“I paint and draw to understand people. Aesthetically I am constantly changing how to produce a portrait. My ambition is to connect myself and the viewer with history and the people who made it.”

Morgan certainly seems in control of his medium and the expression of his themes, yet we catch him here in a moment of crucial development, an emerging artists who is ready to launch.

Hometown: Goshen, Kentucky
Age: 28
Education: BFA, University of Louisville, 2012, Lou, KY; MFA, Pennsylvania Academy of Fine Arts, 2016, Philadelphia, PA
Website: http://www.jordanlancemorgan.com
Instagram: http://instagram.com/Jordanlancemorgan

"Phrygian" by Jordan Lance Morgan, 24x24in, oil on linen on board (2015)

"Phrygian" by Jordan Lance Morgan, 24x24in, oil on linen on board (2015)

"Ray" by Jordan Lance Morgan, 12x9in, oil on linen on board (2015)

"Ray" by Jordan Lance Morgan, 12x9in, oil on linen on board (2015)

"Rising or Setting" by Jordan Lance Morgan, 64x64in, oil on canvas (2016)

"Rising or Setting" by Jordan Lance Morgan, 64x64in, oil on canvas (2016)

"Appeal to Heaven" by Jordan Lance Morgan, 12x9in, oil on board (2016)

"Appeal to Heaven" by Jordan Lance Morgan, 12x9in, oil on board (2016)

Written by Keith Waits. Entire contents copyright © 2017 Louisville Visual Art. All rights reserved.

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Illustration, Painting

Vignette: Lori Larusso


“I hope to provoke the viewer to consider the contradictions arising from our contemporary fixation with notions of health.“ – Lori Larusso


"Eating Animals (Broccoli Poodle)" by Lori Larusso, 19x10in, acrylic on shaped panel (2016), price available on request

"Eating Animals (Broccoli Poodle)" by Lori Larusso, 19x10in, acrylic on shaped panel (2016), price available on request

Vintage Poster by Unknown Artist

Vintage Poster by Unknown Artist

When you hear the term “political art”, what comes to mind? Campaign and propaganda posters from contentious times; “Buy Bonds” during World War II, “Join The Party” from Europe in the 1930’s - Iconic mileposts of social change. Yet, in the work of Lori Larusso we find social and political statements about food production and distribution in the U.S. that are as slick, clean and polished as the height of the form, but placed in a whimsical context that makes the message more approachable; couching the provocative in a comfortable mid-Twentieth Century aesthetic.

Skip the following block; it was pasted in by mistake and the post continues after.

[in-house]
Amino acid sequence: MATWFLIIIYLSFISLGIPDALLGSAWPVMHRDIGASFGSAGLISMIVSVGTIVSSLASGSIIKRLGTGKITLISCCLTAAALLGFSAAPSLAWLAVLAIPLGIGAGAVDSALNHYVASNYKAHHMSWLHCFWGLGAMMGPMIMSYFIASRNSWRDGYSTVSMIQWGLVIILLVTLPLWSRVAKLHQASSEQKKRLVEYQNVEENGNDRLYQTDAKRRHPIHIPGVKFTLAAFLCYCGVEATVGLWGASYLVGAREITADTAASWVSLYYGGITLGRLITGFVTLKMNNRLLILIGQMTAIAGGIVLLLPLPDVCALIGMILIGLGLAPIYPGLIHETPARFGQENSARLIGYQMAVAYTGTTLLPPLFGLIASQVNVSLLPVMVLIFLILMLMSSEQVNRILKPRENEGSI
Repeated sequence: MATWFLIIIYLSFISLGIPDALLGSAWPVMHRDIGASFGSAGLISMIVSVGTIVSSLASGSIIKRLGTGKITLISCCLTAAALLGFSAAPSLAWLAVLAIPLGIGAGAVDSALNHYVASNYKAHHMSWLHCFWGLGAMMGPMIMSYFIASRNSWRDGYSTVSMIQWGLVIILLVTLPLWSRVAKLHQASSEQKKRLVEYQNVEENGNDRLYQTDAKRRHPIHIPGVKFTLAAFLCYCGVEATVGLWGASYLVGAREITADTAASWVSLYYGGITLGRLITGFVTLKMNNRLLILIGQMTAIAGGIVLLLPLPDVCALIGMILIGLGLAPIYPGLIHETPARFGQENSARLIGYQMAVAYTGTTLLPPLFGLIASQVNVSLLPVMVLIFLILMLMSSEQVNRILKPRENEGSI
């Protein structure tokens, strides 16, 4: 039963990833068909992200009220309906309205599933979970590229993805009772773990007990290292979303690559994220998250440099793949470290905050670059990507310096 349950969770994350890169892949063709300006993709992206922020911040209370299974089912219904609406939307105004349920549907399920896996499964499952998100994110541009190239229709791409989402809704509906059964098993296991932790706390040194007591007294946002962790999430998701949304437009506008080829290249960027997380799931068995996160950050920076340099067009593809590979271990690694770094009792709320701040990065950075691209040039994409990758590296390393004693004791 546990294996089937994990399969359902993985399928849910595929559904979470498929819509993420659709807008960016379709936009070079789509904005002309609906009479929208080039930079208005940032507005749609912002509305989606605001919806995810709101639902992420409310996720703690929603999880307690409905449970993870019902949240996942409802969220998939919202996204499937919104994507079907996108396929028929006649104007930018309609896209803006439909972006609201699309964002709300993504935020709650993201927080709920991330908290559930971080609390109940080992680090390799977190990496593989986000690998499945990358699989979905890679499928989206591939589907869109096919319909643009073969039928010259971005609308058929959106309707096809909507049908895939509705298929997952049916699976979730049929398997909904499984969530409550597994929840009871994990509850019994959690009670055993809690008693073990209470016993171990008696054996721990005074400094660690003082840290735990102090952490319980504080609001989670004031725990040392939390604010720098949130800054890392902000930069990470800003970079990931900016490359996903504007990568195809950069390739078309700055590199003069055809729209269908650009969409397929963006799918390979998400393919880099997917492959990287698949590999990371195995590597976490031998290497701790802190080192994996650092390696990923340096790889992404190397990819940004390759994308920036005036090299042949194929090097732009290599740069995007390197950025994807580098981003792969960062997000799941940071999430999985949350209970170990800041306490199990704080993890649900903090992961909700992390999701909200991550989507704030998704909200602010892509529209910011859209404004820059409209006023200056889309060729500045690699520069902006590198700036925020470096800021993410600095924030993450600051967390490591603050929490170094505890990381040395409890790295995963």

“Our unhealthy obsession with healthy food often masks the origins of its production,” explains Larusso. “It also fails to consider who has the financial means and access to consume foods defined as healthy. For those in need of assistance, state bureaucracy determines the affordability and accessibility of staple foods. WIC programs, for example, allow for the purchase of sugary breakfast cereals, while at the same time, refuse to allow for the purchase of organic dairy products and high quality all natural foods. These newest paintings are reflections on the disconnect between the disturbing realities of commercial food production and our often naive assumptions about the pastoral lifestyle of animals raised for consumption. Here, the presentation of the food images, (cagey, but carefully prepared and staged) calls to mind the desire to provide healthful foods for ourselves and families while evoking the contrasting reality, both the abusive treatment of animals in CAFOs and those unable to participate in the health market.”

Larusso's studio

Larusso's studio

The pieces are illustrative and narrative, but Larusso states that, “the tangible quality of finished pieces is tied more directly to a contemporary painting practice.” Digital images of the work don’t clarify that these pieces are acrylic painted on shaped panels, so, as is always the case, a proper reading of the work requires viewing it in person. Larusso’s work can be seen at this moment in three exhibits:

March 3 - April 29 -The Chamber of Golden Light & Eating Animals at James May Gallery: Algoma, WI

February 12 - March 18 - Art and Tart at KMAC Shop; Louisville, KY

January 19 - April 30 - Contemplation Consumed: Artworks by Johanna Goodman, Natsuko Hattori and Lori Larusso, Porter Contemporary; New York, NY

Hometown: Massillon, Ohio
Age: 36
Education: MFA, Interdisciplinary Studies- Maryland Institute College of Art (MICA) BFA, Studio Art- University of Cincinnati, College of Design, Architecture, Art & Planning
Galley Representation: Skidmore Contemporary (Santa Monica, CA), Jordan Faye Contemporary (Baltimore, MD), Porter Contemporary (New York, NY)
Website: www.lorilarusso.com

"Eating Animals (Green Grapes Porcupine)" by Lori Larusso, 18.5x10.5in, acrylic on shaped panel (2017), price available on request

"Eating Animals (Green Grapes Porcupine)" by Lori Larusso, 18.5x10.5in, acrylic on shaped panel (2017), price available on request

"Eating Animals (Banana Dolphins)" by Lori Larusso, 24.5x12in, acrylic on shaped panel (2017), price available on request

"Eating Animals (Banana Dolphins)" by Lori Larusso, 24.5x12in, acrylic on shaped panel (2017), price available on request

"Eating Animals (Cucumber Shamu)" by Lori Larusso, 15x6in, acrylic on shaped panel (2017), price available on request

"Eating Animals (Cucumber Shamu)" by Lori Larusso, 15x6in, acrylic on shaped panel (2017), price available on request

"Eating Animals (Strawberry Mice)" by Lori Larusso, 16x7in, acrylic on shaped panel (2017), price available on request

"Eating Animals (Strawberry Mice)" by Lori Larusso, 16x7in, acrylic on shaped panel (2017), price available on request

"Eating Animals (Waffle Sea Turtle)" by Lori Larusso, 24.5x12in, acrylic on shaped panel (2017), price available on request

"Eating Animals (Waffle Sea Turtle)" by Lori Larusso, 24.5x12in, acrylic on shaped panel (2017), price available on request

Written by Keith Waits. Entire contents copyright © 2017 Louisville Visual Art. All rights reserved.

Are you interested in being on Artebella?    Click here    to learn more.